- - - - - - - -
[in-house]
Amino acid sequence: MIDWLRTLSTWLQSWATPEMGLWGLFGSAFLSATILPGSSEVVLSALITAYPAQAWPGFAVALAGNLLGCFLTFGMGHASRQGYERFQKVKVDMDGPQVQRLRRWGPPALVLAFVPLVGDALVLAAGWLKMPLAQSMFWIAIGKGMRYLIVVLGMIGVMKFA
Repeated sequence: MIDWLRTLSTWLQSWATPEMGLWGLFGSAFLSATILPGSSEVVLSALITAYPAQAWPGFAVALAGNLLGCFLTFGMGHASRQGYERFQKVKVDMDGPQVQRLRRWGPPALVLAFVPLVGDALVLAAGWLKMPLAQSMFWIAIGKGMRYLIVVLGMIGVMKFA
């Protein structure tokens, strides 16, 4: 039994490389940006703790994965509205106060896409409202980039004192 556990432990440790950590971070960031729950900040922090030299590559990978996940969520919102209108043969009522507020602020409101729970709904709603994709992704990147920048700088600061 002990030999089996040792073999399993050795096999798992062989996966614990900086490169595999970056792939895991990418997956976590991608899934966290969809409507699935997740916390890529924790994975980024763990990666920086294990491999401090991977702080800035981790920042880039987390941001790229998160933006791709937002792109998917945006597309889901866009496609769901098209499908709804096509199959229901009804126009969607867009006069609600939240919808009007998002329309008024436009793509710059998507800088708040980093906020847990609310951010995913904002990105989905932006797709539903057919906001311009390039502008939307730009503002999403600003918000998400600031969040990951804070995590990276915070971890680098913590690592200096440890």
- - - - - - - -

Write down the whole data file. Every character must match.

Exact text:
[in-house]
Amino acid sequence: MIDWLRTLSTWLQSWATPEMGLWGLFGSAFLSATILPGSSEVVLSALITAYPAQAWPGFAVALAGNLLGCFLTFGMGHASRQGYERFQKVKVDMDGPQVQRLRRWGPPALVLAFVPLVGDALVLAAGWLKMPLAQSMFWIAIGKGMRYLIVVLGMIGVMKFA
Repeated sequence: MIDWLRTLSTWLQSWATPEMGLWGLFGSAFLSATILPGSSEVVLSALITAYPAQAWPGFAVALAGNLLGCFLTFGMGHASRQGYERFQKVKVDMDGPQVQRLRRWGPPALVLAFVPLVGDALVLAAGWLKMPLAQSMFWIAIGKGMRYLIVVLGMIGVMKFA
């Protein structure tokens, strides 16, 4: 039994490389940006703790994965509205106060896409409202980039004192 556990432990440790950590971070960031729950900040922090030299590559990978996940969520919102209108043969009522507020602020409101729970709904709603994709992704990147920048700088600061 002990030999089996040792073999399993050795096999798992062989996966614990900086490169595999970056792939895991990418997956976590991608899934966290969809409507699935997740916390890529924790994975980024763990990666920086294990491999401090991977702080800035981790920042880039987390941001790229998160933006791709937002792109998917945006597309889901866009496609769901098209499908709804096509199959229901009804126009969607867009006069609600939240919808009007998002329309008024436009793509710059998507800088708040980093906020847990609310951010995913904002990105989905932006797709539903057919906001311009390039502008939307730009503002999403600003918000998400600031969040990951804070995590990276915070971890680098913590690592200096440890």